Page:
But you shouldn’t just jump blindly into filing as an independent simply to get the stimulus money. The question is whether that $1,800 is more than your parents would get through other deductions and credits by claiming you as a dependent. Those include tax benefits like the Child Tax Credit, Earned Income Tax Credit, and the American Opportunity Tax Credit, which is why Riskin says it’s best to consider the overall tax impact on the family rather than the stimulus check alone.
In a normal year, it generally makes the most financial sense for families to continue to claim college students as dependents, unless the parents are higher-income earners who wouldn’t qualify for the most generous credits, says Christina Rice, director of the Graduate Tax Program at the Boston University School of Law. To compare which would be best for you personally — filing as an independent to access the stimulus checks or remaining as a dependent — Riskin recommends talking to a tax professional.
Roxanne Felig, a third-year PhD student at the University of South Florida, actually tried to refile her 2019 taxes to change her status to independent so she’d be eligible for the first two checks, but she received a letter from the IRS several months later saying that her application couldn’t be processed. Felig lives on her own and earns $18,000 a year as a graduate teaching assistant. But in 2019, her mother claimed her as a dependent on her taxes because she was a student under 24.
“It’s never been an issue for my mom to claim me,” she says. “It’s always ended up helping her because of her income bracket and not affecting my refund at all. Until this year.”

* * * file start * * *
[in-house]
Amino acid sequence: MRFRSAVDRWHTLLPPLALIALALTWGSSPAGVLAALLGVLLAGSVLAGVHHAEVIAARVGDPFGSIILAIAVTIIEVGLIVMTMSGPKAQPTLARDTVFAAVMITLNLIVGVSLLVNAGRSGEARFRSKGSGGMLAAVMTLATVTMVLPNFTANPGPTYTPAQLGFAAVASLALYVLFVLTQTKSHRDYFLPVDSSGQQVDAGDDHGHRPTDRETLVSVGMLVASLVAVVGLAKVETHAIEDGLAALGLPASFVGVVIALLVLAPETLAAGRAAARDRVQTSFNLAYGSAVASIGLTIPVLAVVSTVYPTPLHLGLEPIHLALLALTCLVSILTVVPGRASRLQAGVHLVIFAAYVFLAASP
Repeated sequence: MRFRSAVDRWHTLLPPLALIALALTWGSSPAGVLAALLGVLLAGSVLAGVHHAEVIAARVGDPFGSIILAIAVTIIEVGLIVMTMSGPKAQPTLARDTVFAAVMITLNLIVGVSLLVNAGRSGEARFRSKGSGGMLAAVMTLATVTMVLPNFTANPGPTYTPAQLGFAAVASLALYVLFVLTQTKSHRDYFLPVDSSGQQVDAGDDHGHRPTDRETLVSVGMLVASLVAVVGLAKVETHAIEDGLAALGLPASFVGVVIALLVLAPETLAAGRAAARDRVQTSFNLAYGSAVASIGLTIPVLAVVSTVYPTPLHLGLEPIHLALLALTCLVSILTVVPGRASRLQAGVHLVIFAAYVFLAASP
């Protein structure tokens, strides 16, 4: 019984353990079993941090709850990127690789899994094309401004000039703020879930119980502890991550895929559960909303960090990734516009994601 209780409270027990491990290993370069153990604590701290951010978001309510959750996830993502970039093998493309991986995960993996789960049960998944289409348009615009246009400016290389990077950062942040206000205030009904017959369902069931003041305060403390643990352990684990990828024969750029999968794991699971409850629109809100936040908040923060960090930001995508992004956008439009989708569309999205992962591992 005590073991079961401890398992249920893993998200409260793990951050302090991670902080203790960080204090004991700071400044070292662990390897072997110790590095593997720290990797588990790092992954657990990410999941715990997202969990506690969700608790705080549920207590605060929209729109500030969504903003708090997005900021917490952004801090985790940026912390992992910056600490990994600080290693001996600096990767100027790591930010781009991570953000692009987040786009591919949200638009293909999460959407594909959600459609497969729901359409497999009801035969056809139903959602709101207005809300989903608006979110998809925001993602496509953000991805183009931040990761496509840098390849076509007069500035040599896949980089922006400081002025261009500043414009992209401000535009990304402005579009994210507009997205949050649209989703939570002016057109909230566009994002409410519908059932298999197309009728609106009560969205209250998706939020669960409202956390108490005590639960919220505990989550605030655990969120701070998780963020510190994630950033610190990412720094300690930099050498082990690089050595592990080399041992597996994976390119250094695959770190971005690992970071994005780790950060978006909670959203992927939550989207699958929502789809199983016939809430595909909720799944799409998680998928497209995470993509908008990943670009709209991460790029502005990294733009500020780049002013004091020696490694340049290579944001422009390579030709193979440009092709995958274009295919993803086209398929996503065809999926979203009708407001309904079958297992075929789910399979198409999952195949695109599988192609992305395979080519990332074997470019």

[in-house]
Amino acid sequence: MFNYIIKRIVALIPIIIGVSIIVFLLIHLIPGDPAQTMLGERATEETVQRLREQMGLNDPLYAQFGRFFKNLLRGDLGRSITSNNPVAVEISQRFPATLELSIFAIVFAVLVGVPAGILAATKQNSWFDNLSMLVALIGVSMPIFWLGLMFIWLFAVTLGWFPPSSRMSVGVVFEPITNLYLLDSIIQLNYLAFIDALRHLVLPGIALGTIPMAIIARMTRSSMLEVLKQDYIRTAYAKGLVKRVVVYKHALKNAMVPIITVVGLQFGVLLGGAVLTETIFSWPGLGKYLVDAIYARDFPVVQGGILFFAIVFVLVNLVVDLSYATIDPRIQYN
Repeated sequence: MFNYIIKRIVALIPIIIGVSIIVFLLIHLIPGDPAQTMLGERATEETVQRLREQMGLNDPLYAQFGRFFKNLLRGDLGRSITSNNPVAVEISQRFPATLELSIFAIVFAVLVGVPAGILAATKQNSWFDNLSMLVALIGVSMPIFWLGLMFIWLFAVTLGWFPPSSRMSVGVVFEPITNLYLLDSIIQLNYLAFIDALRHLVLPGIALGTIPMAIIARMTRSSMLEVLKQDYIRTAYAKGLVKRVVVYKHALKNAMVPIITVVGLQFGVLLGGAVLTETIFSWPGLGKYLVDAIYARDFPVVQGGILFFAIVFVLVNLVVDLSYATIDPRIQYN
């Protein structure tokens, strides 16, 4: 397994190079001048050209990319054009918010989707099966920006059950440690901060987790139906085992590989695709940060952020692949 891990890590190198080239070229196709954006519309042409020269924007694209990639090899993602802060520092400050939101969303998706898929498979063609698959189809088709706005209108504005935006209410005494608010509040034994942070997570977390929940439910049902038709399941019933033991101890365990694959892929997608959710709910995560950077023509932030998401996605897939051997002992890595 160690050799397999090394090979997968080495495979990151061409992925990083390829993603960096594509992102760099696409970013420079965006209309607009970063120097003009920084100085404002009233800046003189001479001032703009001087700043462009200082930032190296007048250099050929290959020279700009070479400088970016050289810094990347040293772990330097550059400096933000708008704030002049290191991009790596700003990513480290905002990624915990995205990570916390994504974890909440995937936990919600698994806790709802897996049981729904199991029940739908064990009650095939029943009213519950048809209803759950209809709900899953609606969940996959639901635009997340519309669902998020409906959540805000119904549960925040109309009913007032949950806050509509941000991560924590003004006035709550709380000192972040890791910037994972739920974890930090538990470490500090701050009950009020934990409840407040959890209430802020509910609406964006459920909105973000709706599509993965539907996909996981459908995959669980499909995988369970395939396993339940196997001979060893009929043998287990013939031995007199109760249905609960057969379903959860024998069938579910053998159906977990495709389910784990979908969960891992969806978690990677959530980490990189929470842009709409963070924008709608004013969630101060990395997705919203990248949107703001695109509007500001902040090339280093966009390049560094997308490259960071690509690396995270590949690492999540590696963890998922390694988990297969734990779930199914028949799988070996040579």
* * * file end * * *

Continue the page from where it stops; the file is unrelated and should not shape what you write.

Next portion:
To help make ends meet, Felig worked a part-time job until she was laid off in the spring. She couldn’t receive unemployment because of her other on-campus job.
The $1,800 would have been equal to a tenth of her annual income, Felig says. The payment would have also made up the income that she lost from her second job. “As a grad student, I’m struggling on a daily basis,” she said. “I have…school fees due, which is about $900 a semester, which the stimulus would have helped cover.”
Felig is currently in the process of filing her 2020 taxes and she checked “no” when asked if she could be claimed as a dependent. She’s hoping she’ll be eligible to receive the stimulus as a tax rebate as soon as possible and that the incoming administration will be able to extend future payments to include college students.
“I can’t explain how frustrated I was to find out I wouldn’t be included in the first two,” she said. “I think my age group is already at a huge financial disadvantage with student loans and the low minimum wage so leaving us out of the first two was just a real slap in the face.”